After a span of four years, Najib Razak has exhausted his legal options and is now in jail for, among other things, criminal breach of trust. He still has some legal recourse, but at the moment things are looking good for Prime Minister Ismail Sabri Yaakob.
On 23 August 2022, Najib Razak, Malaysia’s former prime minister, lost his last legal recourse against a 12-year sentence and RM 210 million fine. The sentence was initially imposed on Najib in 2020, when Malaysia’s High Court ruled that the former prime minister was guilty of money laundering, criminal breach of trust, and corruption associated with the management of SRC, an affiliate of the ill-fated 1MDB strategic investment fund. While Najib is not totally out of legal ammunition, short-term gains appear to accrue more to Ismail Sabri Yaakob, the Prime Minister and Vice President of the United Malays National Organization (UMNO).
Following this initial sentence, the appeal process wound its way through the Court of Appeal and then Malaysia’s apex legal institution, the Federal Court. Following a series of ill-fated delaying tactics implemented by his defence, the court process concluded abruptly on Tuesday afternoon. The five-member panel of Federal Court judges ruled unanimously to uphold the initial sentence meted out by the High Court.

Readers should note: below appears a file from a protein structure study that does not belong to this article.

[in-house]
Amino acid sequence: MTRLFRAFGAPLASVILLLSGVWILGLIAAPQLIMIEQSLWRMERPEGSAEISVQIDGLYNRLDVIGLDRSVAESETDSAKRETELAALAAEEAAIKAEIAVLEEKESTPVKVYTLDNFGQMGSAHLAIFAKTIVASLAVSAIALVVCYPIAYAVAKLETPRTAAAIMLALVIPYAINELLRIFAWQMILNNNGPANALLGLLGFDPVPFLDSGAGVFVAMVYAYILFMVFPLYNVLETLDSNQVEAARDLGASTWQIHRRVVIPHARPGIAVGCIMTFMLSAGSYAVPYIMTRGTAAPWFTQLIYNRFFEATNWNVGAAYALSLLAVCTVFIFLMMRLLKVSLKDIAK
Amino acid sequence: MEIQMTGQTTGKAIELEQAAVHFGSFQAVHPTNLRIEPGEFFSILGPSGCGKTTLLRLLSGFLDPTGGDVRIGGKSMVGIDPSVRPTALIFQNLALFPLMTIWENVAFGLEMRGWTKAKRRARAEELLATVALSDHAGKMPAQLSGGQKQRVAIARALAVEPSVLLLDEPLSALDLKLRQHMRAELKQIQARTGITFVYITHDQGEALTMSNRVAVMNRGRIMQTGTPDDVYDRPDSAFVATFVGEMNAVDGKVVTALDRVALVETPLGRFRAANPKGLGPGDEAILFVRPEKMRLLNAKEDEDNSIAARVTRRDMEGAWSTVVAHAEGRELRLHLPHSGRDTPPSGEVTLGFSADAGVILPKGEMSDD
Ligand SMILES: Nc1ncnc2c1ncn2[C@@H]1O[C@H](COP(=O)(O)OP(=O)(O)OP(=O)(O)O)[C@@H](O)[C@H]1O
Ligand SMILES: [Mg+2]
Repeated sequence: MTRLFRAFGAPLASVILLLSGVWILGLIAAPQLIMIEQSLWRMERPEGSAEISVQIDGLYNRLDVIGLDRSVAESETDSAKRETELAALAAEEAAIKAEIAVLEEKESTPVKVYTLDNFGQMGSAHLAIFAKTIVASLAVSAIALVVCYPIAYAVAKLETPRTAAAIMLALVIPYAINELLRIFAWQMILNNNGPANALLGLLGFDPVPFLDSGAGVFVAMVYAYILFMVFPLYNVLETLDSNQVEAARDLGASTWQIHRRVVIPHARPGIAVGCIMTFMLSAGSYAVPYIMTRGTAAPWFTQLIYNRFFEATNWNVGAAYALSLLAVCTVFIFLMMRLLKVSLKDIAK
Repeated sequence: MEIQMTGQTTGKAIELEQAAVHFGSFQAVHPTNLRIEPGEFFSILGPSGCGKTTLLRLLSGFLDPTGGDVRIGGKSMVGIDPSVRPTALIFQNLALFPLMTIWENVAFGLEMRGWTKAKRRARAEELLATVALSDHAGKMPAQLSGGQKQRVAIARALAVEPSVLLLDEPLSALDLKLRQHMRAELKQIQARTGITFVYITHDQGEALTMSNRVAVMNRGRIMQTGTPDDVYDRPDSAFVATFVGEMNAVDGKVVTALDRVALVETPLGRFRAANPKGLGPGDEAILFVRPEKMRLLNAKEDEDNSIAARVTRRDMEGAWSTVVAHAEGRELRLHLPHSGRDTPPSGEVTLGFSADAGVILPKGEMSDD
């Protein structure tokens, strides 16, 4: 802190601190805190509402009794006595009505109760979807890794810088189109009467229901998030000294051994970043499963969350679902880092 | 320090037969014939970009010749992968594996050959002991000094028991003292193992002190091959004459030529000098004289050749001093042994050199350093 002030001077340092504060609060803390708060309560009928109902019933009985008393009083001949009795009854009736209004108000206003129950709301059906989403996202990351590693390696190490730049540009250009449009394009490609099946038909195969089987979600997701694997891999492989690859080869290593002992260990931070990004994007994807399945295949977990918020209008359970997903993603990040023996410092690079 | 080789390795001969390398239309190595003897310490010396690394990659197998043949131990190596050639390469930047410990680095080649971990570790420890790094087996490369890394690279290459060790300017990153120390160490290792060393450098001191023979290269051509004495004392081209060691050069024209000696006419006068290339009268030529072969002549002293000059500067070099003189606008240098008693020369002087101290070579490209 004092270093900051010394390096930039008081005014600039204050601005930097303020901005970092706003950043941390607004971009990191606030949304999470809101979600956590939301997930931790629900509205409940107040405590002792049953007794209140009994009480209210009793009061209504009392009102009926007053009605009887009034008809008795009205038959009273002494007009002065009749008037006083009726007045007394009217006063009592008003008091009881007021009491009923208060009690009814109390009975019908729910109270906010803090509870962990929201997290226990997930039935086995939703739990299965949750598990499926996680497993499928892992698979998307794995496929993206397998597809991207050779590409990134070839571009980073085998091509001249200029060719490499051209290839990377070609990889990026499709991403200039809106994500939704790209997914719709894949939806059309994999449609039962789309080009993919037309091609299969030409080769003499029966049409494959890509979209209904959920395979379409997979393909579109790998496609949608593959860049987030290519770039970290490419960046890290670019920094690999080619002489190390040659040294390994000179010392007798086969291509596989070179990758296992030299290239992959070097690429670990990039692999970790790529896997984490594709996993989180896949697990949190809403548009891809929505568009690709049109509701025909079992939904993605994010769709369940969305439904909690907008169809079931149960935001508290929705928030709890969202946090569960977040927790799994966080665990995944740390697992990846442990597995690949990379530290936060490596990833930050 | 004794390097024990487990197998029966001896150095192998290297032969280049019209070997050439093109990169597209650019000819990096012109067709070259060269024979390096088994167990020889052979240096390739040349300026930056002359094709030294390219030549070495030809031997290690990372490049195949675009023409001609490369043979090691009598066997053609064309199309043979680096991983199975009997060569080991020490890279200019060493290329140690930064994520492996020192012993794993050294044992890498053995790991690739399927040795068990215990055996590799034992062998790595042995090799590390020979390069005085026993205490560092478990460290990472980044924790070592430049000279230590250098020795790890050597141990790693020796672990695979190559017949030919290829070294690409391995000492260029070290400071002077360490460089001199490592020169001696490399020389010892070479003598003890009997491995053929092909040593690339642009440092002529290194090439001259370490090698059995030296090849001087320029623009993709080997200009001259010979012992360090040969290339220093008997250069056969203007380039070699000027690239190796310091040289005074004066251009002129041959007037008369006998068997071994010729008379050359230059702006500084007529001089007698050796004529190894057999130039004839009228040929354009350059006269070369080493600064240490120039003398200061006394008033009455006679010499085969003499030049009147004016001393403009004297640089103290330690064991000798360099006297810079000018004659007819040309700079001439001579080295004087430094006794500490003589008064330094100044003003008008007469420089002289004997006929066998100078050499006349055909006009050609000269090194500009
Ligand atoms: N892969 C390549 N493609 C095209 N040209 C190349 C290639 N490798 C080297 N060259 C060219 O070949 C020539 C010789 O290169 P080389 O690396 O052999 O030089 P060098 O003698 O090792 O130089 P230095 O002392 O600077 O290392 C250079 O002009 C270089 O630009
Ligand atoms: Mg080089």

The outcome surprised many, who had anticipated a drawn-out and dramatic denouement. Instead, a deflated and defeated Najib, the MP for Pekan, was promptly escorted to Kajang Prison, becoming Malaysia’s first prime minister to be put behind bars. The decision could effectively end his political career, as he is not able to contest in the upcoming general election and will be barred from running for elected office for five years after his sentence is purged.
The misery does not end there. This process is just the first of five facing Najib, all of which are linked with the infamous 1MDB investment fund. Established in 2009, the special purpose vehicle was touted by the Najib administration as a means to attract investment in strategic sectors. The fund issued commercial bonds and dabbled in power generation, oil fields, and real estate projects. Najib was directly involved in the organisation’s management in several capacities. Beyond his concurrent positions as prime minister and finance minister, Najib was also Chairman of 1MDB’s Board of Advisers. The organisation’s articles of association required his personal approval for major decisions.
Allegations of financial impropriety began to surface soon after 1MDB’s establishment. Following questionable bond issuances, 1MDB’s debt ledger spiralled to more than RM42 billion (US$9.4 billion). Concerned about money laundering, in 2016, the US Department of Justice launched a civil suit against 1MDB, its affiliates, and the investment bank Goldman Sachs. The Department estimated that over US$4.5 billion was misappropriated via 1MDB, with US$730 million directly transiting through Najib’s accounts. In total, an estimated US$7 billion is unaccounted for.
Beyond the damage to Malaysia’s international reputation, subsequent moves by the Najib administration undercut the integrity of the country’s legal institutions. The Attorney-General and head of the Malaysian Anti-Corruption Commission were replaced, and officers investigating the 1MDB case were transferred. Audit reports were shielded from parliamentary scrutiny under the Official Secrets Act. No less than the country’s Deputy Prime Minister and four ministers were removed from Cabinet for demanding that the 1MDB scandal be addressed.